Beating Business Burnout

Can You Manage?

Oops, I Goofed!

As a consumer, you've undoubtedly been on the receiving end of goofs: the repairman who showed up three hours late; the mail order blouse that arrived in the wrong color; your name misspelled on every engraved invitation to your party. Those foul-ups can be infuriating. But when you're the entrepreneur who makes them, they can be more than aggravating--they can be expensive.

Ellen Shapiro, owner of EPSD Graphics in Somerville, Massachusetts, made an error that might have cost her one of the company's best customers. The hours Shapiro put into a project greatly exceeded the number she'd quoted in her original bid. Understandably, the client's eyebrows shot up when Shapiro handed her an invoice for almost 70 percent more than anticipated.

Shapiro felt terrible and agonized over what to do. "I considered taking the whole invoice in trade because I felt uncomfortable about not telling them sooner," she says. After thinking it over a bit more, she sent a revised invoice that included a partial trade. "The client offered compensation of an amount in between, and we basically split the difference."

What did Shapiro learn? For one thing, to get everything in writing. She realized having an agreement letter explaining that the bid was a ballpark estimate could have saved her the trouble she encountered.

Of course, avoiding all goofs is a worthy goal, but since that's not realistic, here are some ideas on reducing the damage should you happen to mess up:


  • Take the long view. Tom Gibbons, president of Cornerstone Associates, a Sparta, New Jersey, consulting company, emphasizes that entrepreneurs must be farsighted in trying to right a wrong. In the case of Shapiro and the overpriced invoice, Gibbons counsels, "The issue is not the invoice or the cost, but the long-term relationship. Is she looking to maximize the profits of each job or of all her jobs?" If you want customers to be yours for life, be sure to act in ways that will help the relationship endure despite periodic problems.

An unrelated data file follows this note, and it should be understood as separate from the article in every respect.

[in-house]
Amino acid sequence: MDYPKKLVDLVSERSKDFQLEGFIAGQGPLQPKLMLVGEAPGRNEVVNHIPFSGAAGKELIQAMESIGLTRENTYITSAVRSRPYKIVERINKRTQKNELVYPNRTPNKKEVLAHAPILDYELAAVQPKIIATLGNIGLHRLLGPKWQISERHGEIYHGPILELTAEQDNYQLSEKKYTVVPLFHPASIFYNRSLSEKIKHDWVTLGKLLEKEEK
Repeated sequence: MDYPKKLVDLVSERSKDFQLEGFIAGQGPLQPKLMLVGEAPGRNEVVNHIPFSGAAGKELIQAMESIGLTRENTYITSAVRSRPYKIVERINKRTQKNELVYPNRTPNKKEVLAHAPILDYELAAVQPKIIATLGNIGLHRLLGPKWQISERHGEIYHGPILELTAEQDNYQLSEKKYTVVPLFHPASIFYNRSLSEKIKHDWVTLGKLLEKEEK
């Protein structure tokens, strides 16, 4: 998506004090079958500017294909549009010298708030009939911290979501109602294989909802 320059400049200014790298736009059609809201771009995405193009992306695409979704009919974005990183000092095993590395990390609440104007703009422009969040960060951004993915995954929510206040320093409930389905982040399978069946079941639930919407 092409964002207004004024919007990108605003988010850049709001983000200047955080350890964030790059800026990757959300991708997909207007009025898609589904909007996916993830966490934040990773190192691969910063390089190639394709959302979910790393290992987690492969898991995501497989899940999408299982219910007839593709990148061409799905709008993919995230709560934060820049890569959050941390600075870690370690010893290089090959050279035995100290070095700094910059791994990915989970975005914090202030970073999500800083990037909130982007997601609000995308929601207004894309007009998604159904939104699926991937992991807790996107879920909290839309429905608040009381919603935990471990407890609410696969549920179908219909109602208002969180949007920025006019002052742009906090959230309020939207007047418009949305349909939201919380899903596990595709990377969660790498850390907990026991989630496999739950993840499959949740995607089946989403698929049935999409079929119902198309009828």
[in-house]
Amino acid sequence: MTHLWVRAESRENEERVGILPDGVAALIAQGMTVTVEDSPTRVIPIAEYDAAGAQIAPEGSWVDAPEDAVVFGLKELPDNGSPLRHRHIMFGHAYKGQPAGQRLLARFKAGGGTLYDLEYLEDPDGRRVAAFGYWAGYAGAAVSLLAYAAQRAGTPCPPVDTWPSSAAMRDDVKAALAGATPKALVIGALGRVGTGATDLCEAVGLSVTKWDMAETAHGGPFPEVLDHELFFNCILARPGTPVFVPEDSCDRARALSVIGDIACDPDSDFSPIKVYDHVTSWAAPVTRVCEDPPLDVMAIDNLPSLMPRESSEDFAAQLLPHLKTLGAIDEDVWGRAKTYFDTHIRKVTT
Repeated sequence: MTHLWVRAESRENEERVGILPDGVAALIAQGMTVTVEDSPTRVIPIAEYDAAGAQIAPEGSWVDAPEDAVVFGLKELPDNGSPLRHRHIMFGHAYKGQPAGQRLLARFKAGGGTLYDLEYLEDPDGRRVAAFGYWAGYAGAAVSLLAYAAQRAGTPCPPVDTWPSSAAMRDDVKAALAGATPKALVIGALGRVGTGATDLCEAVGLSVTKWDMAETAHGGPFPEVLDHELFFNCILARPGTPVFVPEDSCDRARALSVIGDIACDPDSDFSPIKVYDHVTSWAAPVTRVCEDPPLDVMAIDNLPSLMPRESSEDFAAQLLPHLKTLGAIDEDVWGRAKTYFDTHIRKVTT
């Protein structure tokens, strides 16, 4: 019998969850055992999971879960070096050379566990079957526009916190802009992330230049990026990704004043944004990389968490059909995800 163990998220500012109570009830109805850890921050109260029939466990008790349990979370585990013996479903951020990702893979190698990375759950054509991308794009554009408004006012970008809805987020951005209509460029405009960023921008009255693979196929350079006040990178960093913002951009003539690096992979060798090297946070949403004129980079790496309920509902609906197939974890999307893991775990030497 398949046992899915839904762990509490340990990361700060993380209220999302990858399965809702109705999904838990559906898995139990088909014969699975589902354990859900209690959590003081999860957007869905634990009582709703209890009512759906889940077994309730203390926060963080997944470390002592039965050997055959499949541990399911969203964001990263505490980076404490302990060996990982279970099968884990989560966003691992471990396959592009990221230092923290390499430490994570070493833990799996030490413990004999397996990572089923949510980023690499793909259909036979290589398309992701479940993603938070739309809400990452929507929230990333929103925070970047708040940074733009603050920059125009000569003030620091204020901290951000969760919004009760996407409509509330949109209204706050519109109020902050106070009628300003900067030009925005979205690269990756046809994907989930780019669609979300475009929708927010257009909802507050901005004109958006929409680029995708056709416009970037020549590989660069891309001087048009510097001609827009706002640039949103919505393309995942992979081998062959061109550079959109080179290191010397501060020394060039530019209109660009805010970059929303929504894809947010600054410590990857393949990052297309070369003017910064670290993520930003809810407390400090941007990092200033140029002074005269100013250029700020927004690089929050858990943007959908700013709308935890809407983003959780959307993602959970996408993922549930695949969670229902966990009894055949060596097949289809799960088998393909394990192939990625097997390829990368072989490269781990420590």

• Accept the blame. Have you ever called a company with a complaint and been passed from person to person like the hors d'oeurvres platter at a cocktail party? Not helpful, is it? Finger-pointing and excuses only infuriate customers. Instead, take a deep breath and admit you made a mistake. Customers appreciate and respect someone who is honest with them.


  • Put yourself in the customer's shoes. If you're worrying about how to make things right, take a look at the situation from your customer's perspective. If what happened to him had happened to you, what would it take to satisfy you? What could be done to ensure that you would continue to do business with the company?


  • Figure out why it happened. Ron Willingham, chairman of Integrity Systems, a training firm in Phoenix, and author of Hey, I'm the Customer! (Prentice Hall, $10.95, 800-922-0579), suggests following a simple four-step formula to regain your customer's goodwill following a slip-up: 1. Understand the problem; 2. Identify the cause; 3. Discuss solutions; 4. Solve the problem.

Typically, Willingham says, businesses skip step number two and treat goofs as isolated incidents. They send a coupon and an apology and think they're home free. "But if you understand the cause," he says, "you can then understand the effect, have a better chance of correcting it, and avoid making the same mistake."


  • Find the best solution. Every goof will require a different action to resolve it. In some cases, a small gift accompanied by a note of apology will suffice. Ask the client what you can do to satisfy him. If he likes you and appreciates your products or services, he's likely to want the problem resolved fairly.

Whatever you do, be sure that your customer is happy with the final outcome. Check back after a couple of weeks to ensure his continued support. --L.H.C.

Contact Sources

Lisa Roberts, (203) 372-4977, robertslmr@aol.com.

Avenida Travel Services, 2 Venture Plaza, #140, Irvine, CA 92718, (714) 325-4637.

Cornerstone Associates, P.O. Box 514, Sparta, NJ 07871, (201) 729-9992.

EPSD Graphics, (617) 666-3874.

Integrity Systems, 2425 E. Camelback Rd., #785, Phoenix, AZ 85016, (602) 955-9090.

Renaissance Interactive,gusss@softaid.net.

Ronin Publishing, P.O. Box 1035, Berkeley, CA 94701, (510) 540-6278.

The Perfect Gift, 9648 Olive Blvd., #403, St. Louis, MO 63132, (314) 872-0202.

"The Stress Doc," (202) 232-8662, (http://net-site.com/gorkin).

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This article was originally published in the June 1997 print edition of Entrepreneur with the headline: Beating Business Burnout.

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